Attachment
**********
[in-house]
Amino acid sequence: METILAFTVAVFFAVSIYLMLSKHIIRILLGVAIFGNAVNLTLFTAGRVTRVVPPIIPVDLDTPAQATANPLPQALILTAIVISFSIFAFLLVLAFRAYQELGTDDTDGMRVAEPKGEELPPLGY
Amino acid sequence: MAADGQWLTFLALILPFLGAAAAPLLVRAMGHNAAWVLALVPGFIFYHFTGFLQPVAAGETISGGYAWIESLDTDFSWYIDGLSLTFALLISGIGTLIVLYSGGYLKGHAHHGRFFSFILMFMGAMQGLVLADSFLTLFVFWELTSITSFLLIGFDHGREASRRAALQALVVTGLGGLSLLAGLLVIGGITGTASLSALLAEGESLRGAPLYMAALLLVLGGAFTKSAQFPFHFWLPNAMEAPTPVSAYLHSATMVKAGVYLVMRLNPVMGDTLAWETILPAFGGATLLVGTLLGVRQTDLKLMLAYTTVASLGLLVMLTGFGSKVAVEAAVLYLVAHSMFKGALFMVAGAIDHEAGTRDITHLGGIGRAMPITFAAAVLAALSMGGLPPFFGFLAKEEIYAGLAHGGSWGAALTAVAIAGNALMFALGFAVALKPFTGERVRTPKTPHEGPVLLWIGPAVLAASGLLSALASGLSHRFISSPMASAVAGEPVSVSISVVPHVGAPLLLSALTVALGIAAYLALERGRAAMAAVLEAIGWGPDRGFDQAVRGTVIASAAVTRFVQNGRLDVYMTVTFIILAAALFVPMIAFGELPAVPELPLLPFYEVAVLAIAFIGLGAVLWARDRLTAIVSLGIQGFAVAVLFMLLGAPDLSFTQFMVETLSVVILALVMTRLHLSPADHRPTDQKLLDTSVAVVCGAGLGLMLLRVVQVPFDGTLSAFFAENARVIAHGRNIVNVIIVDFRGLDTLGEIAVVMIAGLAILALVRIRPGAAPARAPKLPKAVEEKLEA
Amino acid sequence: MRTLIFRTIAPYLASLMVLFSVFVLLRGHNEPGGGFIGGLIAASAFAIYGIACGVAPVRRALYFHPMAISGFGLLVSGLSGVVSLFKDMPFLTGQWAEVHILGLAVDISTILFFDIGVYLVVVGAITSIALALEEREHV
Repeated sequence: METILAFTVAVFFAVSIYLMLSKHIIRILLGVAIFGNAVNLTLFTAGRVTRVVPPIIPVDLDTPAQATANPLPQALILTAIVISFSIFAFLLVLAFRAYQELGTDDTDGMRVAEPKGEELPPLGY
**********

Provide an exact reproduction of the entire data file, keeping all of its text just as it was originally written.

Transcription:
[in-house]
Amino acid sequence: METILAFTVAVFFAVSIYLMLSKHIIRILLGVAIFGNAVNLTLFTAGRVTRVVPPIIPVDLDTPAQATANPLPQALILTAIVISFSIFAFLLVLAFRAYQELGTDDTDGMRVAEPKGEELPPLGY
Amino acid sequence: MAADGQWLTFLALILPFLGAAAAPLLVRAMGHNAAWVLALVPGFIFYHFTGFLQPVAAGETISGGYAWIESLDTDFSWYIDGLSLTFALLISGIGTLIVLYSGGYLKGHAHHGRFFSFILMFMGAMQGLVLADSFLTLFVFWELTSITSFLLIGFDHGREASRRAALQALVVTGLGGLSLLAGLLVIGGITGTASLSALLAEGESLRGAPLYMAALLLVLGGAFTKSAQFPFHFWLPNAMEAPTPVSAYLHSATMVKAGVYLVMRLNPVMGDTLAWETILPAFGGATLLVGTLLGVRQTDLKLMLAYTTVASLGLLVMLTGFGSKVAVEAAVLYLVAHSMFKGALFMVAGAIDHEAGTRDITHLGGIGRAMPITFAAAVLAALSMGGLPPFFGFLAKEEIYAGLAHGGSWGAALTAVAIAGNALMFALGFAVALKPFTGERVRTPKTPHEGPVLLWIGPAVLAASGLLSALASGLSHRFISSPMASAVAGEPVSVSISVVPHVGAPLLLSALTVALGIAAYLALERGRAAMAAVLEAIGWGPDRGFDQAVRGTVIASAAVTRFVQNGRLDVYMTVTFIILAAALFVPMIAFGELPAVPELPLLPFYEVAVLAIAFIGLGAVLWARDRLTAIVSLGIQGFAVAVLFMLLGAPDLSFTQFMVETLSVVILALVMTRLHLSPADHRPTDQKLLDTSVAVVCGAGLGLMLLRVVQVPFDGTLSAFFAENARVIAHGRNIVNVIIVDFRGLDTLGEIAVVMIAGLAILALVRIRPGAAPARAPKLPKAVEEKLEA
Amino acid sequence: MRTLIFRTIAPYLASLMVLFSVFVLLRGHNEPGGGFIGGLIAASAFAIYGIACGVAPVRRALYFHPMAISGFGLLVSGLSGVVSLFKDMPFLTGQWAEVHILGLAVDISTILFFDIGVYLVVVGAITSIALALEEREHV
Repeated sequence: METILAFTVAVFFAVSIYLMLSKHIIRILLGVAIFGNAVNLTLFTAGRVTRVVPPIIPVDLDTPAQATANPLPQALILTAIVISFSIFAFLLVLAFRAYQELGTDDTDGMRVAEPKGEELPPLGY